9 Ad-Hoc Networking 25 RREP message is received, each relay node makes a bandwidth reservation using the selected time slot information of the message. In other words, as indicated in the selected time slot information of the RREP message, the corresponding time slots will be reserved for each node to support this particular flow. Finally, the source node begins to transmit data through the reserved path. Fig. 6 shows the modified RREP message. In comparison with the original RREP message, the modified portion is shaded. The same R flag is used here for QoS requirement. The Selected Slot Number field indicates the number of the time slots selected. The time slot information of each link is expressed in a form of the bit map: Selected Bitmap. This information represents which slots are selected as the path bandwidth for each link along the route from the source to the destination. 1 i"" i""r '! p I tmfusm! I - - i Fig. 6. Route Reply Message 4 Simulation The objective of simulation is to evaluate the performance of our QoS routing protocol with bandwidth reservation for mobile ad-hoc networks. Since the network simulator ns 2 does not support TDMA for mobile ad-hoc networks, we developed our own network simulator using C in order to validate the proposed protocol over TDMA. The voice stream is modeled as CBR (Constant Bit Rate) traffic with the coding rate of 8 Kbps, while the video stream is also modeled as CBR traffic with the coding rate of 32 Kbps. If each time slot supports 8 Kbps, 1 time slot is required for the voice traffic and 4 time slots are required for the video traffic as the end-to-end QoS requirements. The simulator places 20 mobile nodes in a random fashion in the area of 100 by 100 meters. The radius of the radio transmission range is assumed to be about 30 meters and the total number of time slots in each frame cycle is set to 20. Given simulation parameters above, we measure the QoS guarantee ratio and the delay performance as a function of the oflfered load.

10 26 Inwhee Joe and Yong Jin Park I.!i.i..:. Fig. 7. QoS Guarantee Ratio i I Viim D»i VoiBe'&ife m» Fig. 8. Delay Performance

11 Ad-Hoc Networking 27 Fig. 7 shows the QoS guarantee ratio as a function of the offered load. The QoS guarantee ratio represents the percentage of how much QoS guarantee is successful. As the offered load increases, the QoS guarantee ratio decreases. For the video traffic the curve drops dramatically, while it drops gradually in case of the voice traffic. Since more time slots are required for the video traffic, it explains the behavior of the video curve in terms of the QoS guarantee ratio as compared to the voice case. To support video traffic, four time slots are required for transmission and another four time slots are required for reception at the same time, thereby leading to eight time slots for each relay node. As a result, it is certain that the video curve drops rapidly with the increased offered load, in that the total number of time slots is only 20 for each frame cycle. On the other hand, Fig. 8 presents the delay performance as a function of the offered load. The delay performance is defined as the end-to-end delay measured at the application layer from the source to the destination. Regardless of the offered load, it is shown that the delay is sufficiently low and stable for both cases. It ensures that our proposed QoS routing protocol works correctly to make a bandwidth reservation with the slot selection algorithm according to the end-to-end QoS requirement. Obviously, the video traffic causes more delay than the voice traffic. If the offered load is 60% or higher, the QoS guarantee is actually hard to deliver, so measuring the delay is not so useful at all. In summary, the simulation results show that the delay performance is very stable and low enough to satisfy the end-to-end QoS requirement regardless of the offered load. 5 Conclusions In this paper, we have discussed the design and performance of a novel QoS routing protocol with bandwidth reservation for mobile ad-hoc networks. While the existing schemes calculate the maximum available bandwidth for each candidate path, our scheme is to check only if the bandwidth of a given path satisfies the end-to-end QoS requirement. In fact, finding the maximum path bandwidth for a given route is proven to be NP-complete in terms of global optimization. Instead of calculating the maximum path bandwidth, we propose only to check if the path bandwidth meets the end-to-end QoS requirement by applying our slot selection algorithm. The algorithm attempts to choose carefully time slots without causing any conflicts in the wireless environment, thereby maximizing the bandwidth efficiency. If it can find the required number of available time slots for each link along the path, it ensures that the path bandwidth meets the end-to-end QoS requirement. Also, We have presented simulation results using our own network simulator in order to evaluate the performance of the proposed QoS routing protocol in the ad-hoc environment. From our simulations, we have measured the QoS guarantee ratio and the delay performance as a function of the offered load. The simulation results show that the proposed protocol provides sufficiently low and stable delay performance regardless of the offered load.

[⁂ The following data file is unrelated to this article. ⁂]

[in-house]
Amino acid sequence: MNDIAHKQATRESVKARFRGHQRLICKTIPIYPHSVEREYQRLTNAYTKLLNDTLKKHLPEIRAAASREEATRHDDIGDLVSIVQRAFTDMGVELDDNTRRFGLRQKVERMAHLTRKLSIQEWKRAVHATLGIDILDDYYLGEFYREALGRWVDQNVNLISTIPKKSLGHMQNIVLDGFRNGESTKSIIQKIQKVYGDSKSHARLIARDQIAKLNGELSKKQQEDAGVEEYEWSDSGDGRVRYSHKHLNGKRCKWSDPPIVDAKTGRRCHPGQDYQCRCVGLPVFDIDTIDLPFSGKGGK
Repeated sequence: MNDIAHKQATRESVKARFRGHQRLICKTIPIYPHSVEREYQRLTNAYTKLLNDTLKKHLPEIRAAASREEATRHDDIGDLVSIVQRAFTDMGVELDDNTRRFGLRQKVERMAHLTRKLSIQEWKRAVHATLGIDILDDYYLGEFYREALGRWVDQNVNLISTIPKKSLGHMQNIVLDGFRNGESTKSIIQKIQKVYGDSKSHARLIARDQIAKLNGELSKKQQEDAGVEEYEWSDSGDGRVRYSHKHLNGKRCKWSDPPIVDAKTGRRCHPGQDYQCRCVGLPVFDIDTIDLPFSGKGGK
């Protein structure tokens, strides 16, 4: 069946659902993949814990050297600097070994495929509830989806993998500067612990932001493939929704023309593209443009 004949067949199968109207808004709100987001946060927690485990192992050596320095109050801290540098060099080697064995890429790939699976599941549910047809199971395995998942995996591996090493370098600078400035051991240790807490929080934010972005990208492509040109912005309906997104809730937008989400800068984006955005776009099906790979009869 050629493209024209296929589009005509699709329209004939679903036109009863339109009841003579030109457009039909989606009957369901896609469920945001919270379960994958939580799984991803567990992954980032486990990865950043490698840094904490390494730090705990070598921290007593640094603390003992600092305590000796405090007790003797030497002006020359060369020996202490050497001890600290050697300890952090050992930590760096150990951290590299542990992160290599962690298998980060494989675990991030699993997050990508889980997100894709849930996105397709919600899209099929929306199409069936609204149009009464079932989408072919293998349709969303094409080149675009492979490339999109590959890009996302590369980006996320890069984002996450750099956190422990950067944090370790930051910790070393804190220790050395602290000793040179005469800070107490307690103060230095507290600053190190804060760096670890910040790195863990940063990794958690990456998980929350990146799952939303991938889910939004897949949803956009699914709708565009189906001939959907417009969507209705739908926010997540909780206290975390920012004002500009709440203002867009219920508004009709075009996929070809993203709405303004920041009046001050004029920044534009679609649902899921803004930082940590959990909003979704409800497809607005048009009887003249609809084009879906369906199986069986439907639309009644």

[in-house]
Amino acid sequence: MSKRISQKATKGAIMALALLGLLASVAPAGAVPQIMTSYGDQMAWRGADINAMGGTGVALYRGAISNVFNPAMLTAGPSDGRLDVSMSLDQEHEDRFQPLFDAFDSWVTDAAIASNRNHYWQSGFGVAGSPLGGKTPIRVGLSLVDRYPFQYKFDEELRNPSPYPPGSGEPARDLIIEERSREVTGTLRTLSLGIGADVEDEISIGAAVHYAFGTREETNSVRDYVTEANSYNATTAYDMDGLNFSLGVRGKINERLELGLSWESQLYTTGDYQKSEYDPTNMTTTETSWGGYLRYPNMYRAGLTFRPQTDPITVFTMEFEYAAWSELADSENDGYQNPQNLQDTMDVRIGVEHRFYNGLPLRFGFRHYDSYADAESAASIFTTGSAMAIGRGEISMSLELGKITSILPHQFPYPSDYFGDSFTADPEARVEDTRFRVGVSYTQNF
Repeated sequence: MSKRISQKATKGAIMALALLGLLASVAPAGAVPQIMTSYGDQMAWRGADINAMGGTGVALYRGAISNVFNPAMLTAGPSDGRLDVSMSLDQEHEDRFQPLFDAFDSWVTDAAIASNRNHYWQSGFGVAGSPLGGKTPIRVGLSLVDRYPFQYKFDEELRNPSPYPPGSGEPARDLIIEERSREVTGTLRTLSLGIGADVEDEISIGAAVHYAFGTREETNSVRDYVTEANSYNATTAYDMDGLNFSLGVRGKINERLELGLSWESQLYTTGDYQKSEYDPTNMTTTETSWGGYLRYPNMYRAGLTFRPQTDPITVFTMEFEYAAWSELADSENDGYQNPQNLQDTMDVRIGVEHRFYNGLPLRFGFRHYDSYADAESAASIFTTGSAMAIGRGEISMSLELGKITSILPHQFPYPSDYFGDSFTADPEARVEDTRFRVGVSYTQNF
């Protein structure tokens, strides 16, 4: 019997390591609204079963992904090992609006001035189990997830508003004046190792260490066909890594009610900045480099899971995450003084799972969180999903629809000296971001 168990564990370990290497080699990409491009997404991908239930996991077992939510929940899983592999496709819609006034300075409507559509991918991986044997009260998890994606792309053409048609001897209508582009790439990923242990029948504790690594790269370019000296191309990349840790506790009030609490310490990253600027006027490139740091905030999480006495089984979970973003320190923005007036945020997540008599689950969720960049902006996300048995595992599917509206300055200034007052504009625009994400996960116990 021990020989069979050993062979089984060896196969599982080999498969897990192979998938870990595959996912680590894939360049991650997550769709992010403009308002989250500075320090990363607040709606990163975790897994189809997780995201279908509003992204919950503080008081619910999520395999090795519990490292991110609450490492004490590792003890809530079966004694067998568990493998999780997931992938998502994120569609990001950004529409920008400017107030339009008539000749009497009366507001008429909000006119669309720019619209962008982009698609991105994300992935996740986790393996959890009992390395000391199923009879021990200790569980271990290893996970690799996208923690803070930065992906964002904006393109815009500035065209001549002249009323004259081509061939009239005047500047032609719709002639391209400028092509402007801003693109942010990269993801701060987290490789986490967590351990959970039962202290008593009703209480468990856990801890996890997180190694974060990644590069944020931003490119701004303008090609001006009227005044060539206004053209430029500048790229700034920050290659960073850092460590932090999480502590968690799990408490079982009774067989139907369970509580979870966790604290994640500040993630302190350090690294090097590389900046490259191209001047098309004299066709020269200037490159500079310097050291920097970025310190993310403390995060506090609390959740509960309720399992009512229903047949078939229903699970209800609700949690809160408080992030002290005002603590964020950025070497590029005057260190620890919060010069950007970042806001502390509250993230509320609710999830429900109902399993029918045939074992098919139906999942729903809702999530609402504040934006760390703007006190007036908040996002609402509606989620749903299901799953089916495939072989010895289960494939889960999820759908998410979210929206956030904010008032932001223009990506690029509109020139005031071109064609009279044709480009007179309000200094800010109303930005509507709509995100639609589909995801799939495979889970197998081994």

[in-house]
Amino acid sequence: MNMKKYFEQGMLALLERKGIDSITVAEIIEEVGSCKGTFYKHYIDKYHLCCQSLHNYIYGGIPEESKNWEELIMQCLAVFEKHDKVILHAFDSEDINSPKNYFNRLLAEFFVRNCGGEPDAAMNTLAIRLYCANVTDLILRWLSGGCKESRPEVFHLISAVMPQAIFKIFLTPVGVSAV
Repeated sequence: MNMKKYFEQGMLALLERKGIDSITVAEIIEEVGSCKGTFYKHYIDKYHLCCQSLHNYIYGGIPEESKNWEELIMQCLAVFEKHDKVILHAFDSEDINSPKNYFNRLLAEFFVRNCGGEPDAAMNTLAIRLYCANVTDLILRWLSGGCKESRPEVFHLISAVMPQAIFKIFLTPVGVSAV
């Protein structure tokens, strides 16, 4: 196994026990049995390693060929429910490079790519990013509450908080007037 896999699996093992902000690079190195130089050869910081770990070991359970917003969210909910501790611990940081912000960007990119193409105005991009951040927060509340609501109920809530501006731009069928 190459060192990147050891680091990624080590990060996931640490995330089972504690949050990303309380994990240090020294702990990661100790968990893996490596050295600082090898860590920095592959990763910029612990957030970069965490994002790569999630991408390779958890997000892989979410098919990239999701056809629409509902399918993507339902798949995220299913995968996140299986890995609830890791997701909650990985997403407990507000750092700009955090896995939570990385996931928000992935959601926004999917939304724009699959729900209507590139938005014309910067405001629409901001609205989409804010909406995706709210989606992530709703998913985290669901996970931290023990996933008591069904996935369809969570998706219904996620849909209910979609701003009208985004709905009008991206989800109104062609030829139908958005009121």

12 28 Inwhee Joe and Yong Jin Park References 1. C.R. Lin and J. Liu, "QoS Routing in Ad Hoc Wireless Networlcs," IEEE Journal on Selected Areas in Communications, Vol. 17, No. 8, pp , August C. Perkins, E. Belding-Royer, and S. Das, "Ad Hoc On-Demand Distance Vector (AODV) Routing," IETF RFC 3561, July W. Liao, Y. Tseng, and K. Shih, "A TDMA-based Bandwidth Reservation Protocol for QoS Routing in a Wireless Mobile Ad Hoc Network," Proceedings of IEEE International Conference on Communications, pp , April Q. Xue and A. Ganz, "Ad Hoc QoS On-Demand Routing in Mobile Ad Hoc Network," Journal of Parallel and Distributed Computing, Vol. 63, pp , February C. Zhu and M.S. Corson, "QoS Routing for Mobile Ad Hoc Networks," Proceedings of IEEE INFOCOM, pp , June I. Joe, "Reservation CSMA/CA for QoS Support in Mobile Ad Hoc Networks," Lecture Notes in Computer Science, Vol. 3842, pp , January I. Joe and S.G. Batsell, "MPR-based Hybrid Routing for Mobile Ad Hoc Networks," Proceedings of IEEE Conference on Local Computer Networks, pp. 7-12, November S. Chakrabarti and A. Mishra, "QoS Issues in Ad Hoc Wireless Networks," IEEE Communications Magazine, Vol. 39, pp , 2001.